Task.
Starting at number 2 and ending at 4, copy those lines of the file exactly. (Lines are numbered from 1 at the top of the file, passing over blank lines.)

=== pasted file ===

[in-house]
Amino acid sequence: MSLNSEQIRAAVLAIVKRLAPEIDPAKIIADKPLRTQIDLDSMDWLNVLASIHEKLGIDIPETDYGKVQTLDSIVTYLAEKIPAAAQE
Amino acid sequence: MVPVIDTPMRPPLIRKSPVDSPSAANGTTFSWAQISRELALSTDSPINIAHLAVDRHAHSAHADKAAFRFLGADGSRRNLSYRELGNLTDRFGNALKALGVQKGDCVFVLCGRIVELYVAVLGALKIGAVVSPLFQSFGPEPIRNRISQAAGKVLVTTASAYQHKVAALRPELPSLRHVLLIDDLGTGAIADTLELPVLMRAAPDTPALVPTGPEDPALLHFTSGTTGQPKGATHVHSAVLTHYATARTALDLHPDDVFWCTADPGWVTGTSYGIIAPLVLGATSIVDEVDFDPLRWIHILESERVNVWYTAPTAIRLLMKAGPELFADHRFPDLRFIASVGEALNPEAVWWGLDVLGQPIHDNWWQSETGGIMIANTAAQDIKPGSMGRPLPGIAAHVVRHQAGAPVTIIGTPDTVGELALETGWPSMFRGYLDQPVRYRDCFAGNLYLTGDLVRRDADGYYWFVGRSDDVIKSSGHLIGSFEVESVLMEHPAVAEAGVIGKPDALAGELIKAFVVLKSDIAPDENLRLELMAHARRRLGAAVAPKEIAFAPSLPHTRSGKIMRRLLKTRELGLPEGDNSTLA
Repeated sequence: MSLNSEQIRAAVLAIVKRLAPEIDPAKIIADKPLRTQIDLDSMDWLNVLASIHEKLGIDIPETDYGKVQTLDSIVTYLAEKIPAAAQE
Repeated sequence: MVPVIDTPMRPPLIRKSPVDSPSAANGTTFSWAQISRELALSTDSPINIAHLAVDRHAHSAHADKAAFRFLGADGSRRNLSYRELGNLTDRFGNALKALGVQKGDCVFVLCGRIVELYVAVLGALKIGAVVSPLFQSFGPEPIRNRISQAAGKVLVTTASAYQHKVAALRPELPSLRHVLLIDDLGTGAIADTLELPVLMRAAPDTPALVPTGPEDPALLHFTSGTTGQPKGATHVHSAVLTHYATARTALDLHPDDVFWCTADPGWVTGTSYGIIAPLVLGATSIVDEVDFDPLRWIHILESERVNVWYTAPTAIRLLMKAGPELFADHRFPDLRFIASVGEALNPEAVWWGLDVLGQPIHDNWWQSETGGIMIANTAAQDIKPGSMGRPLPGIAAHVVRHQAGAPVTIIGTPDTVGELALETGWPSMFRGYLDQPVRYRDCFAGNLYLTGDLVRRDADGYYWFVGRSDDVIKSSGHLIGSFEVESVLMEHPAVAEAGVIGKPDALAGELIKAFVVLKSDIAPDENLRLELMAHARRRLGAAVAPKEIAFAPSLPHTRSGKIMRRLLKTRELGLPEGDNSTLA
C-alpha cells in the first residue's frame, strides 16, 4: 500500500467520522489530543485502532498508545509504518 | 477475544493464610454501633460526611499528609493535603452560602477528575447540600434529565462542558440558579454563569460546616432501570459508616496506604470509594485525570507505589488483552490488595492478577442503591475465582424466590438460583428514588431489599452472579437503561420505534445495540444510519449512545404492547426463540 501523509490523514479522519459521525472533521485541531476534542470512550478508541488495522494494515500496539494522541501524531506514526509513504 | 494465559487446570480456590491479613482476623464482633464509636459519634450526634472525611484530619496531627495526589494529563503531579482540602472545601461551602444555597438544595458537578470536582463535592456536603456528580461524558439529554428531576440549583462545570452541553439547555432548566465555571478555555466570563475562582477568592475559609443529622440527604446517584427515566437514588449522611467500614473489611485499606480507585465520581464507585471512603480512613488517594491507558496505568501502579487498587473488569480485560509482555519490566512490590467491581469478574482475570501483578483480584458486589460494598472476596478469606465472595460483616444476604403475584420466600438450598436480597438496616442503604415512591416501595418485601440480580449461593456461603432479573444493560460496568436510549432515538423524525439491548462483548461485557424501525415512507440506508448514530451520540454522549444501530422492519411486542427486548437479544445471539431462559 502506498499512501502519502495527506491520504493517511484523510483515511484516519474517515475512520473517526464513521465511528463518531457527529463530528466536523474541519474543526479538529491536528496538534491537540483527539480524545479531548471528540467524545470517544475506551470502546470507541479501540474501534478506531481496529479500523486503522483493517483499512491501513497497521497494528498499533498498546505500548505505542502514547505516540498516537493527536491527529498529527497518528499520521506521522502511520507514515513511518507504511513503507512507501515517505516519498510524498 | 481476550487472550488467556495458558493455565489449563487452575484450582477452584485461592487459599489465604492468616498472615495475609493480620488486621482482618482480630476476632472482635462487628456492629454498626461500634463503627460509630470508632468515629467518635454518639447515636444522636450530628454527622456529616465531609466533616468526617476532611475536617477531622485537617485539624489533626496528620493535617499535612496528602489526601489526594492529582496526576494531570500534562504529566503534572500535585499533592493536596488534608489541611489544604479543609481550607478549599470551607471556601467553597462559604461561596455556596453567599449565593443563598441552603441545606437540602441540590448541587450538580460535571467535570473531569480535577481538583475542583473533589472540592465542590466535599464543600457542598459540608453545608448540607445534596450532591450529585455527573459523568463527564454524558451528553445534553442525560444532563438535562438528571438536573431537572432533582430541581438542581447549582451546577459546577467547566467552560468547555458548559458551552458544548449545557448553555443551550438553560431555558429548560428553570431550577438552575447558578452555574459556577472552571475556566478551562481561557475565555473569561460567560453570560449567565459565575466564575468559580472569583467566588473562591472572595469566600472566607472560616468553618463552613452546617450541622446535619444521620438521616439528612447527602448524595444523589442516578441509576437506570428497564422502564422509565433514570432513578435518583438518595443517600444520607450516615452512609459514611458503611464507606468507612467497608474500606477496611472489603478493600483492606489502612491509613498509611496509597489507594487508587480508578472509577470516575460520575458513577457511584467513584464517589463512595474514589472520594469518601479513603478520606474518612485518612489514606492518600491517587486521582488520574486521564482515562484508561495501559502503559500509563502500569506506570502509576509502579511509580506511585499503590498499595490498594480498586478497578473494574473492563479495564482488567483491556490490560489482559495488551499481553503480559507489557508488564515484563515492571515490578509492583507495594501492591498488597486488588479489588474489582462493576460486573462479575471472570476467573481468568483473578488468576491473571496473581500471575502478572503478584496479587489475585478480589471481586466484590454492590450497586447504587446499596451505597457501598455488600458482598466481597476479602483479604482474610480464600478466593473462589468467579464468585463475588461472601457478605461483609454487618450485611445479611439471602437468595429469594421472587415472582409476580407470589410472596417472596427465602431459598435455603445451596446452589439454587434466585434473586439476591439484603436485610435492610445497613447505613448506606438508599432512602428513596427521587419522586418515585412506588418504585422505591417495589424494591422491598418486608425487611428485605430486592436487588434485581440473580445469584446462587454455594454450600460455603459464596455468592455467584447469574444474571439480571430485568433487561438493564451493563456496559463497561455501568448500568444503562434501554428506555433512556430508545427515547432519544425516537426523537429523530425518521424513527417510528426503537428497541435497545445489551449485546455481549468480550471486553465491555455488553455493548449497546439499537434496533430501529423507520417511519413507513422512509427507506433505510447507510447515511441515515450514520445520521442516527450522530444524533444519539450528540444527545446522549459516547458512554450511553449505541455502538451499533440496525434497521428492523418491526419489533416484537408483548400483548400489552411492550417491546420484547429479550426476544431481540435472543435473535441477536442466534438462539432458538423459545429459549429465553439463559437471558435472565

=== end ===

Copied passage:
Amino acid sequence: MSLNSEQIRAAVLAIVKRLAPEIDPAKIIADKPLRTQIDLDSMDWLNVLASIHEKLGIDIPETDYGKVQTLDSIVTYLAEKIPAAAQE
Amino acid sequence: MVPVIDTPMRPPLIRKSPVDSPSAANGTTFSWAQISRELALSTDSPINIAHLAVDRHAHSAHADKAAFRFLGADGSRRNLSYRELGNLTDRFGNALKALGVQKGDCVFVLCGRIVELYVAVLGALKIGAVVSPLFQSFGPEPIRNRISQAAGKVLVTTASAYQHKVAALRPELPSLRHVLLIDDLGTGAIADTLELPVLMRAAPDTPALVPTGPEDPALLHFTSGTTGQPKGATHVHSAVLTHYATARTALDLHPDDVFWCTADPGWVTGTSYGIIAPLVLGATSIVDEVDFDPLRWIHILESERVNVWYTAPTAIRLLMKAGPELFADHRFPDLRFIASVGEALNPEAVWWGLDVLGQPIHDNWWQSETGGIMIANTAAQDIKPGSMGRPLPGIAAHVVRHQAGAPVTIIGTPDTVGELALETGWPSMFRGYLDQPVRYRDCFAGNLYLTGDLVRRDADGYYWFVGRSDDVIKSSGHLIGSFEVESVLMEHPAVAEAGVIGKPDALAGELIKAFVVLKSDIAPDENLRLELMAHARRRLGAAVAPKEIAFAPSLPHTRSGKIMRRLLKTRELGLPEGDNSTLA
Repeated sequence: MSLNSEQIRAAVLAIVKRLAPEIDPAKIIADKPLRTQIDLDSMDWLNVLASIHEKLGIDIPETDYGKVQTLDSIVTYLAEKIPAAAQE